my first class: Args

Peter Kleiweg in.aqua.scribis at nl.invalid
Sat Aug 28 22:49:37 CEST 2004


Thanks for your comments. Especially the thing about using
try/except is very useful. I knew about it, but just didn't
"see" I could use it. Something I have to get used to.

More comments below.

Scott David Daniels wrote:

> >     def __iter__(self):
> >         "iterator set-up"
> ^^ useless docstring -- presume the reader knows python
> >         if self._argc == 0 and sys.stdin.isatty():
> >             self.usage()
> >         if self._argc == 0:
> >             self.infile = '<stdin>'
> >             self._stdin = 1
> >             self._in = sys.stdin
> >         else:
> >             self.infile = self._argv.pop(0)
> >             self._argc -= 1
> >             self._stdin = 0
> >             self._in = open(self.infile, 'r')
> >         return self
> ^^
>           try:
>               self.infile = self._argv.pop(0)
>           except IndexError:
>               if sys.stdin.isatty():
>                   self.usage()  # Doesn't return
>               else:
>                   self.infile = '<stdin>'
>                   self._stdin = True
>                   self._in = sys.stdin
>           else:
>               self._stdin = False
>               self._in = open(self.infile, 'r')
>           return self

This is the only instance I didn't follow your recommendation to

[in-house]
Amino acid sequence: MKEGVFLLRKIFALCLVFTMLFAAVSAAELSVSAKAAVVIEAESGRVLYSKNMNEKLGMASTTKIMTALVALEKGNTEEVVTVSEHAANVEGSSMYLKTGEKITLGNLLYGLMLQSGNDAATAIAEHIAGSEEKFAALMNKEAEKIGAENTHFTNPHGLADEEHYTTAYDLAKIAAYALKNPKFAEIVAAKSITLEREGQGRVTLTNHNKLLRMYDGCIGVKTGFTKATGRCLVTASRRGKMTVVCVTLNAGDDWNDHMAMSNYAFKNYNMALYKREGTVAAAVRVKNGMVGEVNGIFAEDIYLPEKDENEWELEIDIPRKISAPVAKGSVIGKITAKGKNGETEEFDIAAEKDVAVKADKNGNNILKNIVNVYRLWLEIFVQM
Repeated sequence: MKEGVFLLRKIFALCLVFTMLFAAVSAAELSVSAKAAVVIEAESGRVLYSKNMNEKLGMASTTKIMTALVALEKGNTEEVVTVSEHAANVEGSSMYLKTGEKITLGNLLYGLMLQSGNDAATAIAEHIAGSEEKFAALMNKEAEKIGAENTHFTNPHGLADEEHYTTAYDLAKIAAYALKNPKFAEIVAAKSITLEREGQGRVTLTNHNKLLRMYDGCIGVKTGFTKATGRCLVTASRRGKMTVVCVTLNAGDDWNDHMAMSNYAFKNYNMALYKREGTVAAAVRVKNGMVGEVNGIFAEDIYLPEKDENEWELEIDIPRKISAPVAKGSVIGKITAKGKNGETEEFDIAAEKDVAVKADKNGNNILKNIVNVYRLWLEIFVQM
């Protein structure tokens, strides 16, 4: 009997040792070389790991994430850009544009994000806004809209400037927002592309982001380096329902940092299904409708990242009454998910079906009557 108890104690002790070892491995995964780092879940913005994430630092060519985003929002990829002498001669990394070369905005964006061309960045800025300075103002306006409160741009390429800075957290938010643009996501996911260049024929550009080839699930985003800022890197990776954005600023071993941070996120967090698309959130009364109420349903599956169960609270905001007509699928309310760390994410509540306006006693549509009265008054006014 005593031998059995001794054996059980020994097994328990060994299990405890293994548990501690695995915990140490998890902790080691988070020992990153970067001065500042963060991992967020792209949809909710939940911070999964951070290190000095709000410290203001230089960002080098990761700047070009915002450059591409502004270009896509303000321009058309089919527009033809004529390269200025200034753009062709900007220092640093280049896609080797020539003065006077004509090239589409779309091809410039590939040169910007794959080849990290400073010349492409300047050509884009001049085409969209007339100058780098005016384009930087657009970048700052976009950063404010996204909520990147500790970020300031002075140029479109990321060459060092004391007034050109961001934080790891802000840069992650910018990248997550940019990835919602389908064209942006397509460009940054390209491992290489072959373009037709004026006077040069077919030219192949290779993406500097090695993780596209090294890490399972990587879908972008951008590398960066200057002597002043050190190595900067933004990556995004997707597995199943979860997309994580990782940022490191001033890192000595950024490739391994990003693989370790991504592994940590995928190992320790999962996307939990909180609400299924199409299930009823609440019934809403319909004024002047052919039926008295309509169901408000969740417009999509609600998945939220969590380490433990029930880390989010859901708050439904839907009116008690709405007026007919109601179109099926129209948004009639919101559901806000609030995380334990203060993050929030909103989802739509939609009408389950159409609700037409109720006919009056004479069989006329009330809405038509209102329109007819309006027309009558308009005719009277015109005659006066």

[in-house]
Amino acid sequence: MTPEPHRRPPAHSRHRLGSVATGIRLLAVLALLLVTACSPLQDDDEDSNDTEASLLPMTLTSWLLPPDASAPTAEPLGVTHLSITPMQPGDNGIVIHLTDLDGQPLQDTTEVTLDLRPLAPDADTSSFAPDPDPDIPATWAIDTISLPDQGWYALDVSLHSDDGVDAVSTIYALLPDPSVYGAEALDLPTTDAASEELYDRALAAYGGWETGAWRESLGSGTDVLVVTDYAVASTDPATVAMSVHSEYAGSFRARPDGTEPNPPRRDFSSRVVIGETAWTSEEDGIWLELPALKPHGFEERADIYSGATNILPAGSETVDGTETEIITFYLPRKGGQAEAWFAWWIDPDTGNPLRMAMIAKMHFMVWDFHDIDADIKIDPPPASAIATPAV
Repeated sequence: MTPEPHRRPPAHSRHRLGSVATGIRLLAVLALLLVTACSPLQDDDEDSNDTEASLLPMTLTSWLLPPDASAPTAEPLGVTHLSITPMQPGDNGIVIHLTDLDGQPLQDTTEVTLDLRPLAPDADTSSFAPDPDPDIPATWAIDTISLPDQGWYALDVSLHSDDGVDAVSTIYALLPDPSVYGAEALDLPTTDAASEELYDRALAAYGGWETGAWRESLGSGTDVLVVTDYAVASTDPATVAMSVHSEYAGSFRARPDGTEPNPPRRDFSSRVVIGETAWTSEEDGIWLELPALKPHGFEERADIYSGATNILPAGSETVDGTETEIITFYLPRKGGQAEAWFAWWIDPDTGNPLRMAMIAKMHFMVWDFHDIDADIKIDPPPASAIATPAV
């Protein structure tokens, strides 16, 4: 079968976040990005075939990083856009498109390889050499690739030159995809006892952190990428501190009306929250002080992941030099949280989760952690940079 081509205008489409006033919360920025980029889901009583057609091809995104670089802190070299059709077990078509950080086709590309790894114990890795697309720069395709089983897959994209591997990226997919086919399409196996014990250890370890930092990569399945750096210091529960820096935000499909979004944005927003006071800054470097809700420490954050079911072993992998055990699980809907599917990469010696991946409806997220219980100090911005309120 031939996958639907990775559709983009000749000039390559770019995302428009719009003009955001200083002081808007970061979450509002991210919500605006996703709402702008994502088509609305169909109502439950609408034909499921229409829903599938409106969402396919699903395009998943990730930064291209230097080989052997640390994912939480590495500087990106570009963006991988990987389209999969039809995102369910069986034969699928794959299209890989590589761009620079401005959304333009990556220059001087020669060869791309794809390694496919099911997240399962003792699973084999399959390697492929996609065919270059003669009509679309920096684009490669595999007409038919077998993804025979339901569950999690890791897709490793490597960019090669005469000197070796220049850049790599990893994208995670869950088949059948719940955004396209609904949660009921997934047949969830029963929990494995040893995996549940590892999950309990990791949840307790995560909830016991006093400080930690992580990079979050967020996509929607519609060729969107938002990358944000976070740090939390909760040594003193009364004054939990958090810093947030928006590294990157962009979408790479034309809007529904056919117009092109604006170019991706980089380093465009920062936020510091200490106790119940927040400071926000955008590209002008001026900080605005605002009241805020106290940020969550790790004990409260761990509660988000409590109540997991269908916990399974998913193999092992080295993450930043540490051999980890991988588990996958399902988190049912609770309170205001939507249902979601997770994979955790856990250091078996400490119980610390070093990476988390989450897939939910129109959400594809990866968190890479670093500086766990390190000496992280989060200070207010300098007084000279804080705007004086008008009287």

use try/except. It is a binary choice: do we use files given on
the command line or stdin? Neither is more natural than the
other. Also, it splits up lines of code that belong together.

Here is my re-write:

    def __iter__(self):
        "iterator: set-up"
        if self._argv:
            self.infile = self._argv.pop(0)
            self._in = open(self.infile, 'r')
            self._stdin = False
        else:
            if sys.stdin.isatty():
                self.usage()  # Doesn't return
            self.infile = '<stdin>'
            self._in = sys.stdin
            self._stdin = True
        return self

The exceptional case is there be no input, and the simplest test
here seems to be a simple if-statement.

> >         return self.next()
> ^^ Loop rather than recur unless you have a good reason.

Your solution looks much better.


> > if __name__ == '__main__':
>  >     ...
> ^^ also nicer to be able to test from included version:
>
> def demo():
>      ...
>
> if __name__ == '__main__':
>      demo()

That doesn't seem very useful. It depends on command line
arguments. If they are missing, it does a sys.exit(), probably
not what you want unless you run the module stand-alone.


-- 
Peter Kleiweg  L:NL,af,da,de,en,ia,nds,no,sv,(fr,it)  S:NL,de,en,(da,ia)
info: http://www.let.rug.nl/~kleiweg/ls.html




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